Mathworks developed the tool suite with designers in industries such as aerospace, automotive, communications and industrial automation in mind, said Nick Drohan, embedded-systems program manager. PC-in-the-Loop allows software engineering and testing to continue in parallel to hardware design, accelerating the design process and harnessing the powerful capabilities of hardware-in-the-loop simulation,” he said. Designers can automatically generate and download an application to a multitasking real-time PC target.”

The idea, said Drohan, is to create an environment where engineers can test iterations, fine-tune parameters and make changes on the fly, all while a system is running in real-time and as they wait for target hardware to be developed. The PC-in-the-Loop combines the design and analysis environment of the company's Matlab with the modeling and simulation capabilities of Simulink and the automatic code generation of Real-Time Workshop.

FTS-122-01-SM-DV_Datasheet PDF

With the tool suite's xPC Target option, engineers can dedicate a second, connected PC as a hardware-in-the-loop rapid-prototyping target, linking the development environment via a serial or Ethernet connection. Fully integrated with Real-Time Workshop, xPC Target's real-time multitasking kernel allows true, real-time execution of code on a PC, the company said.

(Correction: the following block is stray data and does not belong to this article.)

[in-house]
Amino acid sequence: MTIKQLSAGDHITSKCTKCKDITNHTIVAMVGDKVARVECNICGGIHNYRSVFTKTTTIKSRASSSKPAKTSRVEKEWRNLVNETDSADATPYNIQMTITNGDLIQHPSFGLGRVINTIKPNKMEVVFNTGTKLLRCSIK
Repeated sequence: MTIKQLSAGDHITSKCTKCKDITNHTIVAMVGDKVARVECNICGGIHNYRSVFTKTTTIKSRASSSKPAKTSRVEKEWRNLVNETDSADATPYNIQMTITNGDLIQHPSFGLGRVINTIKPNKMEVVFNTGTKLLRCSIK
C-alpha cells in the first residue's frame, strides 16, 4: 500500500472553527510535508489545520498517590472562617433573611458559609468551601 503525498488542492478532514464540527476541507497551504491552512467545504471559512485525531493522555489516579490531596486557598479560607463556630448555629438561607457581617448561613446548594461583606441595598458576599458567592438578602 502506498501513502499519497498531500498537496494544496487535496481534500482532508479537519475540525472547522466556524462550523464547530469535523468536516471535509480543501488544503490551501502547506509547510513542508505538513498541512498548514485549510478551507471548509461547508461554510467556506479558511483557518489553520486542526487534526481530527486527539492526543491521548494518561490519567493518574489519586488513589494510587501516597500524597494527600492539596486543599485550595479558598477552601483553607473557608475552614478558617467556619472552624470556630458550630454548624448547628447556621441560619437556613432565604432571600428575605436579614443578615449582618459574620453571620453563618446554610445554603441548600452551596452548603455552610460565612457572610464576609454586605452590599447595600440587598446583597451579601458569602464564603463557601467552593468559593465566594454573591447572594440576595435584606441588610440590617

Users can develop models and control the physical target system,” said Drohan. They also can trace signals on the host PC, target PC or both, and interactively modify parameters and tune designs on the fly in real-time with the familiar Simulink user interface.” The xPC Target interfaces with many industry-standard I/O boards, including those from Computer Boards, Keithley and National Instruments.

Those customers that Altera had that we didn't represent a customer base we can now engage with, first in this product area, then later, present opportunities in terms of their next-generation of PLDs,” McCranie said.

For Altera, the MAX 5000 divestiture represented a smooth transition out of an older product family. Cypress is already an alternative source for this PLD family, and will continue to supply these devices to our longstanding valued MAX 5000 customers,” said Don Faria, vice president of customer marketing for Altera (San Jose).

Cypress and Altera have shared the MAX 5000 product line — which Cypress markets under the name MAX340 — since 1988. Since then, Cypress' share of the $35 million market has grown to roughly two-thirds, McCranie said.

The low-cost devices, which range in density from 32 to 192 macrocells with from 28 to 100 pins, were originally designed as a transitional family from simple PLDs to complex PLDs. However, many of the devices are used in industrial and military applications, which typically have long life cycles, according to Cypress.

Since all the MAX 5000 devices are currently manufactured at Cypress' Fab II, the companies anticipate no snags in shifting Altera customers to Cypress. However, distribution customers used to buying parts from Wyle Electronics will now be directed to one of Cypress' distributors, which include Arrow Electronics, Bell Microproducts, Future Electronics, Marshall Industries and Unique Technologies.